Megan Carpentier is the executive editor of Raw Story, a progressive daily news site first founded in 2004. Prior to her tenure at Raw Story, she was an associate editor at Talking Points Memo, the editor of news and politics at Air America, an editor at Jezebel.com and an associate editor at Won...
The Ms. Obama cover is the controversy that won't end: Yesterday, writer/activist/feminist Naomi Wolf appeared on CNN to weigh in on the issue, which was followed by an angry response from blogger Ann Bartow.Ann Bartow at the Feminist Law Professors blog and Amy Siskind at The Daily Beast have their…Read more ReadMs.
THINK is NBC News’ new home for fresh opinion, sharp analysis and powerful essays. Mixing text, illustrations, data visualizations and original video, THINK will help readers interpret and evaluate the world and their place in it. It’s a heady proposition, and one we take seriously. Online readers are now bombarded with information, but have to search for real insight. We believe there is value in providing analysis and commentary that is based in expertise and personal experience.
Megyn Kelly , co-anchor (with Bill Hemmer) of "America's Newsroom" on Fox News, is attending both conventions as an anchor and reporter. She also happens to be a lawyer and a fellow upstate New York native. She sat down with me to talk about her experiences at this convention. Is this your first series of conventions? And how are you liking it so far? It is!
@MikeStehn@HillaryClinton I think, if she released it (and, as the doctor said, he was allowed to be more specific than in previous administrations, so "if"'s the word there), yes, they would (it would've been read aloud on live TV, like Trump's was) and the fat-shaming would have people screaming.
Meanwhile, a shout-out to every fucking ripped female trainer at my gym, all of whom weigh more than you’d expect a thin, fit woman to weigh. They’re hot as hell and will kick your ass if you tell them otherwise.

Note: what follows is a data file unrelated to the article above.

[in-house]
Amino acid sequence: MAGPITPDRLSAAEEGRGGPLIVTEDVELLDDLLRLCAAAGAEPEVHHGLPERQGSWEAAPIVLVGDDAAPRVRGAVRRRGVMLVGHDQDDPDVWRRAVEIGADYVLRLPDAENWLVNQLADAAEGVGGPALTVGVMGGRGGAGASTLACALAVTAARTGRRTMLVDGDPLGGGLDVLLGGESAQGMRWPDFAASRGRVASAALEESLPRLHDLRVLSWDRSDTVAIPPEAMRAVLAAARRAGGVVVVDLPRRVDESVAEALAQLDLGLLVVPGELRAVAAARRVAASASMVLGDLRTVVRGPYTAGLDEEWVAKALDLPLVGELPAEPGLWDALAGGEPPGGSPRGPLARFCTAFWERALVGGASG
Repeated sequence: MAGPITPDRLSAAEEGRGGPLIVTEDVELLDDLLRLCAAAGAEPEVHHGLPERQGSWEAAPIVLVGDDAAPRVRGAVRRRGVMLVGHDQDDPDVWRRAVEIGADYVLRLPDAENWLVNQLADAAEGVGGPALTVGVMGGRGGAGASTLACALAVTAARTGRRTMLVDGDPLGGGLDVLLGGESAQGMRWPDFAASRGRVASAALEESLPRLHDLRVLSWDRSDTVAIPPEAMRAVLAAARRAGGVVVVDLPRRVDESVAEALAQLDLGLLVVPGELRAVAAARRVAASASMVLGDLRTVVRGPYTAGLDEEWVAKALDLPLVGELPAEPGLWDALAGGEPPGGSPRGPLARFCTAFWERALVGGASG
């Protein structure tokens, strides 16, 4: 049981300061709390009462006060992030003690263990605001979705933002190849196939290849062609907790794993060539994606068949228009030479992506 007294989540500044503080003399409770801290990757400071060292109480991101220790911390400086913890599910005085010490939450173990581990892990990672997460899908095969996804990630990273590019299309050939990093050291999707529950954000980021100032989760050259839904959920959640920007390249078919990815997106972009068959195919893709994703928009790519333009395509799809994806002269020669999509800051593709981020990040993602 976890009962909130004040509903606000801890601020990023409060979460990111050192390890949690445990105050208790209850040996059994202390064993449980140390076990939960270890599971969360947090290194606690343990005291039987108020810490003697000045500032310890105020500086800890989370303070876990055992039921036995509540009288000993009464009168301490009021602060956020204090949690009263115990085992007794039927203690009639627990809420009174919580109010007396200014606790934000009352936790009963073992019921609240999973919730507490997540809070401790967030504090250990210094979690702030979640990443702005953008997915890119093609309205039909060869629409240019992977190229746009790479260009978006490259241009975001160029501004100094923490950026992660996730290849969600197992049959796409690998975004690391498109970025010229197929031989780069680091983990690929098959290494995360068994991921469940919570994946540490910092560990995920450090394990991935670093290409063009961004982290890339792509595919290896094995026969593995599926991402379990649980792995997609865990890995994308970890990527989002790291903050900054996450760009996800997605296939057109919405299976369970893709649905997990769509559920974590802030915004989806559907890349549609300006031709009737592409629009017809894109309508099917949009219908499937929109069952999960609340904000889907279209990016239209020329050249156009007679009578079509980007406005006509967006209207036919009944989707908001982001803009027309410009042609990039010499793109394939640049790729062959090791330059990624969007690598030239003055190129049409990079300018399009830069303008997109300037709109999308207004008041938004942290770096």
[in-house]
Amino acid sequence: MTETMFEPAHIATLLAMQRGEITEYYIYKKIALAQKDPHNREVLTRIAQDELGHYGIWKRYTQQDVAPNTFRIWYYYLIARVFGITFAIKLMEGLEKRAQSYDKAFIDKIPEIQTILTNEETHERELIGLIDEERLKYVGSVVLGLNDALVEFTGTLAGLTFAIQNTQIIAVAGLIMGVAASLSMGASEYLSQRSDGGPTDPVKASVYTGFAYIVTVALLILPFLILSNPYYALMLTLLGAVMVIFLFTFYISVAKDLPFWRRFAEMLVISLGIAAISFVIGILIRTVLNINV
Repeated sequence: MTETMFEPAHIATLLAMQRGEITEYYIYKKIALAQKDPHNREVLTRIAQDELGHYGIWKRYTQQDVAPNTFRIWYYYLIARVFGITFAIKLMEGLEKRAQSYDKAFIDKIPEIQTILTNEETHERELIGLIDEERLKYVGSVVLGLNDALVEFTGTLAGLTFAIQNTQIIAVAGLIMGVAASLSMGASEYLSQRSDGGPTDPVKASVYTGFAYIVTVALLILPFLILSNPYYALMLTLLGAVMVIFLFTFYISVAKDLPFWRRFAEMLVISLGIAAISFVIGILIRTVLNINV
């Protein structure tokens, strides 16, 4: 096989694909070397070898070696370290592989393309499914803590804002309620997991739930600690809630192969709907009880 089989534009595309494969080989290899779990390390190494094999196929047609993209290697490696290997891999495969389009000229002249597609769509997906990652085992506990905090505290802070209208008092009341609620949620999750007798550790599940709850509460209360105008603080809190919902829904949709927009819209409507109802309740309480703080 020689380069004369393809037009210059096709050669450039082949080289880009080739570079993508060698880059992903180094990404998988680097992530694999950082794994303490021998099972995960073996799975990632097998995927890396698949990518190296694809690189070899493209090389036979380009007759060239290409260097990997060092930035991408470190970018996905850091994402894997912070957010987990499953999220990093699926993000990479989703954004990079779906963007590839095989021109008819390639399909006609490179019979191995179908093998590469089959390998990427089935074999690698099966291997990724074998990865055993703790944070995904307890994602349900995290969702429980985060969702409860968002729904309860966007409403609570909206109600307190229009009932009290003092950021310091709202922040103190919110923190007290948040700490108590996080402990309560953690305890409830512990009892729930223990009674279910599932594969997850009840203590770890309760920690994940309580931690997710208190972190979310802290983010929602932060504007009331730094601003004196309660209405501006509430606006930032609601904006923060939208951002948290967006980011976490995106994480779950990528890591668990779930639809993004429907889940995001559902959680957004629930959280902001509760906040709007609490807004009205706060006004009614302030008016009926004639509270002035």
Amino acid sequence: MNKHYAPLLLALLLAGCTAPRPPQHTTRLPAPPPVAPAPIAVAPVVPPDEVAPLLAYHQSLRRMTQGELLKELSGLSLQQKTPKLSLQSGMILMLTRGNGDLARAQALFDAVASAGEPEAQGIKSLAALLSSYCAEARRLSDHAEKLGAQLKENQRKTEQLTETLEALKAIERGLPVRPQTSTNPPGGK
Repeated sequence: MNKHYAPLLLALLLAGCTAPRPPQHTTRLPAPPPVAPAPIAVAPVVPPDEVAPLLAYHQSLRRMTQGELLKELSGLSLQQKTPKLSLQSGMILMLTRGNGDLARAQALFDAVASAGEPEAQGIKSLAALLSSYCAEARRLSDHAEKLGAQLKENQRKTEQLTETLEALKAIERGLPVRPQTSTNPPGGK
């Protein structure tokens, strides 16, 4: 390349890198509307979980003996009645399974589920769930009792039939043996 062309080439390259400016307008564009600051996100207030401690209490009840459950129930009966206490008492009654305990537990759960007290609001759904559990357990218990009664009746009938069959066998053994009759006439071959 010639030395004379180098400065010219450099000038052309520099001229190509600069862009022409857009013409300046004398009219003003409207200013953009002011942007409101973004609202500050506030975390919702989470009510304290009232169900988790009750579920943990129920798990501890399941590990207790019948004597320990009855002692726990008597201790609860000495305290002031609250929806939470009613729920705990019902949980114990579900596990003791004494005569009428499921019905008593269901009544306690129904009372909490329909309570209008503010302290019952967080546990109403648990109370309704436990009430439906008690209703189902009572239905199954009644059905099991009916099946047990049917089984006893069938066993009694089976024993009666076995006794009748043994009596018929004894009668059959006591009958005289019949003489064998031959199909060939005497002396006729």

Muck Rack makes it simple to find people, tweets, or articles that mention any name, keyword, company, hashtag etc. We've compiled this guide to help you make the most of your search.
Selecting a term
Start searching tweets, articles from media outlets, articles mentioned in tweets, journalists'
names, titles and bios with some suggested searches:
Companies or Topics (e.g. iPhone, Microsoft)
Phrases (e.g. "cloud computing") — use quotes to keep the terms together
Twitter handles (e.g. @username) — returns those who have mentioned or replied to
Names (e.g. "David Pogue")
Hashtags (e.g. #sxsw, #london2012)
Bio details (e.g. vegan, Olympics, father)
Muck Rack's Advanced Search allows for many boolean operators.
Find results that mention multiple specified terms, use AND or
+. For example, ensure each result contains both Elon Musk and Mark Zuckerberg by
searching Musk AND Zuckerberg or Musk + Zuckerberg.
Use the operators OR or , to broaden your search when you'd like either of
multiple terms to appear in results. (This is the default behavior of our search when no operators
are used). For example, results will contain either cake or cookie by searching cake OR cookie or cake,cookie
Use NOT or - to subtract results from your search. For
example, searching Disney will yield results about the Walt Disney Company as well as Walt Disney
World Resort. To exclude mentions of Disney World, search for Disney -World or Disney
When using one of these operators with a phrase, enclose it in quotation marks. For example, you can
find results about smartphones excluding Apple's iPhone 4S by searching smartphone -"iPhone
Exact case matching or punctuation
If you're searching for a brand name or keyword that relies on specific punctuation marks or capitalization, you can
find results that match your exact query by adding matchcase: before the keyword you're searching for, like matchcase:E*TRADE .
Use parentheses to separate multiple
boolean phrases. For example, to find journalists talking about having fun in Disney World or
Disneyland, search for ("disney world" OR disneyland) AND fun.
An asterisk can be used to search for any variation of a root word truncated by the asterisk. For example, searching for admin* will return results for administrator, administration, administer, administered, etc.
A near operator is an AND operator where you can control the distance between the words. You can vary the distance the near operation uses by adding a forward slash and number (between 0-99) such as strawberries NEAR/10 "whipped cream", which means the strawberries must exist within 10 words of "whipped cream".